A survey released by
Company (NYSE:XRX), found a significant increase across the globe in the use of cash-based long-term incentives (LTI) as part of employee compensation programs.
For example, since 2012 cash LTI awards increased from nine percent to 18 percent in Canada, six percent to 18 percent in the UK, seven percent to 18 percent in France, and 10 percent to 14 percent in the U.S.
Buck Consultants’ annual
Global Long-Term Incentive Practices Survey
confirmed that companies are substituting cash LTI for equity-based awards where it is appropriate. Additionally, the use of cash LTI awards increased in the U.S. at all employee levels (except CEO) and more than doubled over the past two years for vice presidents (VP), directors, and managers.
“Companies are taking a hard look at the use of equity-based incentives and determining that, in some cases, cash may be the more effective motivator,” said Sandra Sussman, a director in Buck Consultants’ compensation practice.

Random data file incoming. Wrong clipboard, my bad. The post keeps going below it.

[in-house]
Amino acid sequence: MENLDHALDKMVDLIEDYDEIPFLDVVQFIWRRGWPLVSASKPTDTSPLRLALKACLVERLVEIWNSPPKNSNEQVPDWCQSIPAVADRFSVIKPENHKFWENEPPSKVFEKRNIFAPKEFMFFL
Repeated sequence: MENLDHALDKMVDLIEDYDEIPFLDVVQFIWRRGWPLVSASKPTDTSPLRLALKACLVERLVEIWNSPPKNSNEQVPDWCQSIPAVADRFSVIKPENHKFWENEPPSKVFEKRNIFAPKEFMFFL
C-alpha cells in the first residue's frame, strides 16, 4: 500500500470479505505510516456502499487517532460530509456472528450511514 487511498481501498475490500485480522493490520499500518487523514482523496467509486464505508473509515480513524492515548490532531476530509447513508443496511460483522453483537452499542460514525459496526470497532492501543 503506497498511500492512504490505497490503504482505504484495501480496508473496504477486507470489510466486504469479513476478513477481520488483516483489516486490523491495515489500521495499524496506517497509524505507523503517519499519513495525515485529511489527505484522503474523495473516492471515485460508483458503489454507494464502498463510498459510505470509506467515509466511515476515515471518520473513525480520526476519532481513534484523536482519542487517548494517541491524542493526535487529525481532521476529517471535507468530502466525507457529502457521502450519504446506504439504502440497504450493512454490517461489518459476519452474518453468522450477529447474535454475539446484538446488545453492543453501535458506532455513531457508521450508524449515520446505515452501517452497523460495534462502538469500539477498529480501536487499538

Results indicate full-value awards remain the most prevalent vehicle, with the most value being delivered in the form of time-based restricted stock/units.
Buck’s survey examined the global long-term incentive compensation practices of more than 130 participating companies in 40 countries. Multinational companies considering the use of equity-based LTI on a global basis must consider, among other things, the culture, local market conditions, regulatory challenges and tax implications of each country where employees are located. The GLTI Survey is a resource that provides guidance to compensation professionals about whether and where to grant equity-based awards.
Other key survey findings include:
- Stock options continued to decline in use.
- Retention is now the most often cited reason for making off-cycle grants, increasing from 77 percent in 2012 to 97 percent in 2013.
- Overall median value of equity delivered to U.S. employees continues to be significantly higher than that to employees in other countries and has remained stable over the years.
Participation in LTI plans continued to decline for lower-level employees across the globe, except in Europe and Canada, which saw a rebound.